The National University of Singapore (NUS) has distanced itself from crisis communication firm Strategic Moves, as well as its CEO Viswa Sadasivan, following Sadasivan's recent disagreement with comedian Sharul Channa. In an internal e-mail seen by MARKETING-INTERACTIVE, NUS said it will discontinue all projects with Sadasivan and Strategic Moves, adding that it was a "mutual" agreement between the two entities. NUS also added that Sadasivan has stepped down as a member of the NUS Alumni Advisory Board.
"The university does not condone any behaviour or action that is disrespectful and disparaging of individuals, regardless of ethnicity, gender, religion, or age," the statement added. MARKETING-INTERACTIVE has reached out to Sadasivan for a statement. The university's distancing from Sadasivan came about two weeks after Sadasivan passed a comment on Channa's attire before an interview on his online interview series, Inconvenient Questions. This interview series was a collaboration between Sadasivan's PR firm Strategic Moves and the National University of Singapore Society, which NUS said is a separate and independent entity from the university.
NUS has recently been in the media spotlight due to multiple reports of sexual misconduct cases involving its students and staff. In fact, The Straits Times reported last month that NUS has received a total of 71 complaints of sexual misconduct involving its students in the past five years. Most recently in December 2020, the university dismissed one of its professors, Theodore G Hopf, from the department of political science in the Faculty of Arts and Social Sciences. This came after the university received an anonymous complaint in August which alleged that Hopf sexually harassed a student. It was revealed that Hopf sexually harassed the student in physical, verbal and written forms. Another case in 2019 involved NUS students Monica Baey and Nicholas Lim, where Lim was caught filming Baey in the shower. Baey took to her Instagram account to call Lim out, and turned to NUS and the police to take action. Lim was eventually given a conditional warning by the police for his action.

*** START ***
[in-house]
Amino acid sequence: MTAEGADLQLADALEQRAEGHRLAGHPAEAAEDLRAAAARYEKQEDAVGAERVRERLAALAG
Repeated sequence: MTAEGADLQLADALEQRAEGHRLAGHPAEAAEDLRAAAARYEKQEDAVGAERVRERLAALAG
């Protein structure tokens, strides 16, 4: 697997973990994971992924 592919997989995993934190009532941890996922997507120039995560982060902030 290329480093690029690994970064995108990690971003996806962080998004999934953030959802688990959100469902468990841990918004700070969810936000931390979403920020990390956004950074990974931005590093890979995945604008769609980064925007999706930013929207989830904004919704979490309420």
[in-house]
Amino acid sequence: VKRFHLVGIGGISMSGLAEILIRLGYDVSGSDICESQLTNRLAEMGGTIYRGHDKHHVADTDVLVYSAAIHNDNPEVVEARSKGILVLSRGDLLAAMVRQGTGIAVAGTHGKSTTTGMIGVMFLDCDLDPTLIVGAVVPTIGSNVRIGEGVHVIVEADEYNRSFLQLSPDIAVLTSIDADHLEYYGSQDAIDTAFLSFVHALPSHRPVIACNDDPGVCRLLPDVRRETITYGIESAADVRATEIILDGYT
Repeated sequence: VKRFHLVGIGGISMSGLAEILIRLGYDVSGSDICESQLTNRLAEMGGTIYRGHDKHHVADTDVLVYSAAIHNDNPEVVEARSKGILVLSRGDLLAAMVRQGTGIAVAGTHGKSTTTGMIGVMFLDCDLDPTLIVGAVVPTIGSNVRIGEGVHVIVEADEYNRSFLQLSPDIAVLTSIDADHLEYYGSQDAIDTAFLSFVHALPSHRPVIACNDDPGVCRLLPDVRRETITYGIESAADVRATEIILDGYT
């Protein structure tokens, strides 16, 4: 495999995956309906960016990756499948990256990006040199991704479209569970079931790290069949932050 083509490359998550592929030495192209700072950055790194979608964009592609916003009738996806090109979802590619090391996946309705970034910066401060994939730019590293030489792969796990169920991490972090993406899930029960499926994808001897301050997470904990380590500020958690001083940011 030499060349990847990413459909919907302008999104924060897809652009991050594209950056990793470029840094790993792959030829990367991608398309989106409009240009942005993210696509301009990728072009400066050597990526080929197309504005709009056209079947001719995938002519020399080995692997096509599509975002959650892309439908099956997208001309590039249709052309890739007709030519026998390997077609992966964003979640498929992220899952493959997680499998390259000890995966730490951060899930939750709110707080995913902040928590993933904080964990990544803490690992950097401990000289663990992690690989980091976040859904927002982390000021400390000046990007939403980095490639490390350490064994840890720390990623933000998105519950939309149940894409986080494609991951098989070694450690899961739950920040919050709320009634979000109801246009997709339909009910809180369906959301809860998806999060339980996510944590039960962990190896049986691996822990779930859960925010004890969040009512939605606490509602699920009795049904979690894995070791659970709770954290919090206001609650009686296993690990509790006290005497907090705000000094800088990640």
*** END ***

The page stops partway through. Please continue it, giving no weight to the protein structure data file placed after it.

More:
According to Channa in her original Instagram post, Sadasivan had asked her why she was wearing a rose on her top, to which she replied it was to distract viewers from the patterns on her top. In response, Sadasivan said: "It would be more distracting if you were wearing only that rose". Channa found the remark to be disrespectful and expressed her discomfort towards his remark.
In a conversation with MARKETING-INTERACTIVE, Channa said she applauds NUS for taking this step. "It is a necessary and respectable move that showed that NUS understands no harassment should be tolerated," she said. Having said that, Channa said it was not her intention to cause Sadasivan to lose any business when she first came out to speak about the incident. "I am not happy that this happened to him, but people need to learn that there are repercussions to their behaviour," she added.
Since the incident, Sadasivan has apologised to Channa via an email, which allegedly stated that he "did not intend the statement about the rose to bear any sexual reference or innuendo" but could "see how it could have come across as such."
Last week, Sadasivan also spoke up about the issue with his apology. In his Facebook post, he addressed concerns from the public that his apology was not sincere or unequivocal because he said he "did not intend the statement about the rose to bear any sexual reference or innuendo". "I was not, by that statement, seeking to avoid responsibility. Far from it. In the very same sentence of the apology, I made it clear that 'I can see how it could have come across as such' to Channa and proceeded to apologise for the 'discomfort, offence or hurt' my remark had caused," he added.
Sadasivan also said he does not accept AWARE's characterisation of his remark as sexual harassment. According to him, "in evaluating sexual harassment, while the impact on the victim is critical, that cannot be the only consideration. The situation must be fairly assessed, also taking into account factors such as intent and context."
In response, AWARE said in a recent Facebook post that "intention is immaterial in establishing whether or not certain behaviours constitute harassment". The determinant is, instead, whether the victim was offended or distressed by the statement and whether that response was reasonable, the post added. AWARE has also cited the Administrative Tribunal of the International Labour Organisation, which it said has “specifically rejected the argument that intent on the part of the alleged perpetrator is required in order to establish harassment.” AWARE added that intention can come into play but as a mitigating factor in deciding a perpetrator’s punishment.
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